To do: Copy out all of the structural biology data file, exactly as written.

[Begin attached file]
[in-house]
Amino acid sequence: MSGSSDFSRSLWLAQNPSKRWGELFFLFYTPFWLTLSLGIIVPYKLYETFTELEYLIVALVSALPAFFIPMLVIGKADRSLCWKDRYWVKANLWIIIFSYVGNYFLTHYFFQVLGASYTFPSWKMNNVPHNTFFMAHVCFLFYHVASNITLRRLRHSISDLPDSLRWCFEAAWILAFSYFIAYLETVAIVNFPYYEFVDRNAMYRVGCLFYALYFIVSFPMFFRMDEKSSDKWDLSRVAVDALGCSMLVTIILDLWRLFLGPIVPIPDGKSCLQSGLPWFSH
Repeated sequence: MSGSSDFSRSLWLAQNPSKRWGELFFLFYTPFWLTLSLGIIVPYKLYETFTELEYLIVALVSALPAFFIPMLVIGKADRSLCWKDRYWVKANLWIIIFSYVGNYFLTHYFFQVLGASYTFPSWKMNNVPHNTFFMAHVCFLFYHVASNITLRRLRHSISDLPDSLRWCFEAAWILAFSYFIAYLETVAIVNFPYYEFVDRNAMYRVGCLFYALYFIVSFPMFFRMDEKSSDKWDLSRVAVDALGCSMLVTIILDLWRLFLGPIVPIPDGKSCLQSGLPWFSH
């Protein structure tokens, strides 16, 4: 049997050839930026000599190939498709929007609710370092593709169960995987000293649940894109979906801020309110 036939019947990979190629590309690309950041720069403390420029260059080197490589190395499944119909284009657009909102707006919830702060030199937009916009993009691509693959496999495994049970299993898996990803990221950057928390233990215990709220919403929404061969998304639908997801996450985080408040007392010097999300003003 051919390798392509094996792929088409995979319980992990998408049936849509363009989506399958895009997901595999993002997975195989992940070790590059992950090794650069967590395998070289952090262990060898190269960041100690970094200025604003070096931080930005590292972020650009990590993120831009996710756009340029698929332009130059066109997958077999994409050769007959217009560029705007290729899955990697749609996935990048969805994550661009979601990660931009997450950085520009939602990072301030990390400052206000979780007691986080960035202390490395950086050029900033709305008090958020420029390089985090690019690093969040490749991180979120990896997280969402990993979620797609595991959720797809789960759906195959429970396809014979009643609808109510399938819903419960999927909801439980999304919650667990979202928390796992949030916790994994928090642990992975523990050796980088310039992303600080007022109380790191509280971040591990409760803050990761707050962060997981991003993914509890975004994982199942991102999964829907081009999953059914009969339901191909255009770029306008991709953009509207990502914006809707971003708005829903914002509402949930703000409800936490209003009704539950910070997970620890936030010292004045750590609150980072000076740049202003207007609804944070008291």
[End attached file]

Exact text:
[in-house]
Amino acid sequence: MSGSSDFSRSLWLAQNPSKRWGELFFLFYTPFWLTLSLGIIVPYKLYETFTELEYLIVALVSALPAFFIPMLVIGKADRSLCWKDRYWVKANLWIIIFSYVGNYFLTHYFFQVLGASYTFPSWKMNNVPHNTFFMAHVCFLFYHVASNITLRRLRHSISDLPDSLRWCFEAAWILAFSYFIAYLETVAIVNFPYYEFVDRNAMYRVGCLFYALYFIVSFPMFFRMDEKSSDKWDLSRVAVDALGCSMLVTIILDLWRLFLGPIVPIPDGKSCLQSGLPWFSH
Repeated sequence: MSGSSDFSRSLWLAQNPSKRWGELFFLFYTPFWLTLSLGIIVPYKLYETFTELEYLIVALVSALPAFFIPMLVIGKADRSLCWKDRYWVKANLWIIIFSYVGNYFLTHYFFQVLGASYTFPSWKMNNVPHNTFFMAHVCFLFYHVASNITLRRLRHSISDLPDSLRWCFEAAWILAFSYFIAYLETVAIVNFPYYEFVDRNAMYRVGCLFYALYFIVSFPMFFRMDEKSSDKWDLSRVAVDALGCSMLVTIILDLWRLFLGPIVPIPDGKSCLQSGLPWFSH
């Protein structure tokens, strides 16, 4: 049997050839930026000599190939498709929007609710370092593709169960995987000293649940894109979906801020309110 036939019947990979190629590309690309950041720069403390420029260059080197490589190395499944119909284009657009909102707006919830702060030199937009916009993009691509693959496999495994049970299993898996990803990221950057928390233990215990709220919403929404061969998304639908997801996450985080408040007392010097999300003003 051919390798392509094996792929088409995979319980992990998408049936849509363009989506399958895009997901595999993002997975195989992940070790590059992950090794650069967590395998070289952090262990060898190269960041100690970094200025604003070096931080930005590292972020650009990590993120831009996710756009340029698929332009130059066109997958077999994409050769007959217009560029705007290729899955990697749609996935990048969805994550661009979601990660931009997450950085520009939602990072301030990390400052206000979780007691986080960035202390490395950086050029900033709305008090958020420029390089985090690019690093969040490749991180979120990896997280969402990993979620797609595991959720797809789960759906195959429970396809014979009643609808109510399938819903419960999927909801439980999304919650667990979202928390796992949030916790994994928090642990992975523990050796980088310039992303600080007022109380790191509280971040591990409760803050990761707050962060997981991003993914509890975004994982199942991102999964829907081009999953059914009969339901191909255009770029306008991709953009509207990502914006809707971003708005829903914002509402949930703000409800936490209003009704539950910070997970620890936030010292004045750590609150980072000076740049202003207007609804944070008291």